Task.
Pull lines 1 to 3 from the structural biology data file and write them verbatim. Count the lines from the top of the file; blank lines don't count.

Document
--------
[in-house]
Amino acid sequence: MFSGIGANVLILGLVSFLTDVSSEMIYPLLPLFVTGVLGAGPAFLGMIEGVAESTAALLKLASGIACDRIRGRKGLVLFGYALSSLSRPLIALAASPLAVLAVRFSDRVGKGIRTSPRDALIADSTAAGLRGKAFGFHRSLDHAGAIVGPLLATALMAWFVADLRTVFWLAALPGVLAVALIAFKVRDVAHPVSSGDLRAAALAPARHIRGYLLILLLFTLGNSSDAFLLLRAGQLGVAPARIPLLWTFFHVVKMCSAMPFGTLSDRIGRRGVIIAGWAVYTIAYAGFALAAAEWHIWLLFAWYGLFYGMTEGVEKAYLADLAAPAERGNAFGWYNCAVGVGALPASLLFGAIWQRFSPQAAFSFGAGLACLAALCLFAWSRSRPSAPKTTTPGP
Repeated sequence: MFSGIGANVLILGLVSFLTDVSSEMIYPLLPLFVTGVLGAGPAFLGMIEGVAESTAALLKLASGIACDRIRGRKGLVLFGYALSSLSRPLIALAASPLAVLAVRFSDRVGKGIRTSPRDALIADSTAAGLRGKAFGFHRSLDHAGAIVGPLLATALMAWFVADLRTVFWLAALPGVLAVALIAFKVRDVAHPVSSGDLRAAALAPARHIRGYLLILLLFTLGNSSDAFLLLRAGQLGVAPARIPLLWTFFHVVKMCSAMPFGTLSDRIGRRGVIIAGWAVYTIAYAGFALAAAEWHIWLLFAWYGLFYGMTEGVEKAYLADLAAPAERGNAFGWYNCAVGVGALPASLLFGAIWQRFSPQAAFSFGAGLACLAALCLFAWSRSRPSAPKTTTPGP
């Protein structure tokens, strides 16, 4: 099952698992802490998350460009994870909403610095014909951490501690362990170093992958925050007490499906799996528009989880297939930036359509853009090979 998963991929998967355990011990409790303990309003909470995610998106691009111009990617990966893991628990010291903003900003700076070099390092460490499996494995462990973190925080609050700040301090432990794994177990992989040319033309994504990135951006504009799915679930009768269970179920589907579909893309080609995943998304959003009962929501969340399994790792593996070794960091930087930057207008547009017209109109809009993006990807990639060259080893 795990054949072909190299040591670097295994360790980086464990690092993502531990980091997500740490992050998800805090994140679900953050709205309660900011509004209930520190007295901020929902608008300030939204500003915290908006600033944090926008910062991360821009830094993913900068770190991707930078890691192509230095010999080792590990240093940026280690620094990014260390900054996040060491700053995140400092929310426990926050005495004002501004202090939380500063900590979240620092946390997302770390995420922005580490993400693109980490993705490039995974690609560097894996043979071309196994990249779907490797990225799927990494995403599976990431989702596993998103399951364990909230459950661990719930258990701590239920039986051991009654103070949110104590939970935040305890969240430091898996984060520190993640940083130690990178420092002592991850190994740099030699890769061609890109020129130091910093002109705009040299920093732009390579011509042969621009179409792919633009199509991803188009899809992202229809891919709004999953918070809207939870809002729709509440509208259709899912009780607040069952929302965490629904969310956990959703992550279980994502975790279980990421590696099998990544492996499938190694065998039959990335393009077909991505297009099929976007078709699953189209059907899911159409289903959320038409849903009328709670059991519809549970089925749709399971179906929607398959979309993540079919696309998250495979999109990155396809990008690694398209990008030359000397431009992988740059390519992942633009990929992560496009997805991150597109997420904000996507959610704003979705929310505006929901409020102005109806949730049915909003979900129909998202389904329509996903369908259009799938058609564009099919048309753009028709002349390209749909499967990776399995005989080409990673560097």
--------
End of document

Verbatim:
[in-house]
Amino acid sequence: MFSGIGANVLILGLVSFLTDVSSEMIYPLLPLFVTGVLGAGPAFLGMIEGVAESTAALLKLASGIACDRIRGRKGLVLFGYALSSLSRPLIALAASPLAVLAVRFSDRVGKGIRTSPRDALIADSTAAGLRGKAFGFHRSLDHAGAIVGPLLATALMAWFVADLRTVFWLAALPGVLAVALIAFKVRDVAHPVSSGDLRAAALAPARHIRGYLLILLLFTLGNSSDAFLLLRAGQLGVAPARIPLLWTFFHVVKMCSAMPFGTLSDRIGRRGVIIAGWAVYTIAYAGFALAAAEWHIWLLFAWYGLFYGMTEGVEKAYLADLAAPAERGNAFGWYNCAVGVGALPASLLFGAIWQRFSPQAAFSFGAGLACLAALCLFAWSRSRPSAPKTTTPGP
Repeated sequence: MFSGIGANVLILGLVSFLTDVSSEMIYPLLPLFVTGVLGAGPAFLGMIEGVAESTAALLKLASGIACDRIRGRKGLVLFGYALSSLSRPLIALAASPLAVLAVRFSDRVGKGIRTSPRDALIADSTAAGLRGKAFGFHRSLDHAGAIVGPLLATALMAWFVADLRTVFWLAALPGVLAVALIAFKVRDVAHPVSSGDLRAAALAPARHIRGYLLILLLFTLGNSSDAFLLLRAGQLGVAPARIPLLWTFFHVVKMCSAMPFGTLSDRIGRRGVIIAGWAVYTIAYAGFALAAAEWHIWLLFAWYGLFYGMTEGVEKAYLADLAAPAERGNAFGWYNCAVGVGALPASLLFGAIWQRFSPQAAFSFGAGLACLAALCLFAWSRSRPSAPKTTTPGP